It seems as though there is single body out there carrying out a systematic attempt to test the defenses of the internet’s fundamental infrastructure, presumably with the intention of one day breaking those defenses.
While the sources for the article are anonymous, they hardly need naming since Schneier makes it clear that his research has collected insight from virtually all major internet companies, from large service providers like AT&T all the way to organizing bodies like Verisign or potentially even ICANN itself. Somebody is searching for weaknesses in the sorts of places that many assume you’d only attack for one reason: crashing all or a large portion of the internet.
The basic narrative is this: Schneier has been hearing sustained, widespread reports from fundamentally important internet companies that they are experiencing a marked uptick in certain kinds of attacks, in particular Distributed Denial of Service (DDoS) attacks. These have been not only getting stronger, longer lasting, and more diverse, but they’ve been moving in seemingly systematic, investigatory ways. Schneier describes a scenario in which attackers sent predictable probing attacks against successively higher levels of security until it had tested everything, apparently being exhaustive in their search for failure points.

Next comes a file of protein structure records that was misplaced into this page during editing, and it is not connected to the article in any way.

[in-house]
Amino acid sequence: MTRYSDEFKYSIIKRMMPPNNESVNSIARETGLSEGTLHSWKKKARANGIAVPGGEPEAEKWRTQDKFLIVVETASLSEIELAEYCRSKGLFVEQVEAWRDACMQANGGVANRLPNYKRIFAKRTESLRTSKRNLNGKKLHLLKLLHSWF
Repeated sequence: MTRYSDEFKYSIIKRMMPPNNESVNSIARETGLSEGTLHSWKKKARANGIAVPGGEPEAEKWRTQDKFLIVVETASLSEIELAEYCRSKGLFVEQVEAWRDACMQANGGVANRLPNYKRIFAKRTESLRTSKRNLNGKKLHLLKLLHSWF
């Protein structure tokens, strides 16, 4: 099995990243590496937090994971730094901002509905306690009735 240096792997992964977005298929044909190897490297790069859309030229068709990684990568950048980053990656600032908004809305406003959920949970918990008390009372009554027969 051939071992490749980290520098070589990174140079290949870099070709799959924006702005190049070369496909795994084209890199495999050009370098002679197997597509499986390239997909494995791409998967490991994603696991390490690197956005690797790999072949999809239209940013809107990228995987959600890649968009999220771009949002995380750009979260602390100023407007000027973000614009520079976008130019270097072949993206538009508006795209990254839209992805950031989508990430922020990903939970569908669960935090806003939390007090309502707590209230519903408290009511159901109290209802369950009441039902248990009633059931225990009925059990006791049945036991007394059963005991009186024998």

One important aspect of these attacks is their power and frequency, implying enormous resources at the disposal of the attacker and strongly indicating a nation-state as the culprit. Schneier name-drops both China and Russia as the most likely culprits (China most of all), but he can’t say for sure. In addition to the sheer volume of the attacks, however, is their variety, forcing defenders to roll out their full complement of defenses. This could be interpreted as an attempt to get defenders to “bare all,” and make their full defensive capabilities known. Corero director Sean Newman said the attacks his company has seen are short and “sub-saturating,” likely meant to slowly approach and find the target’s exact maximum traffic capacity.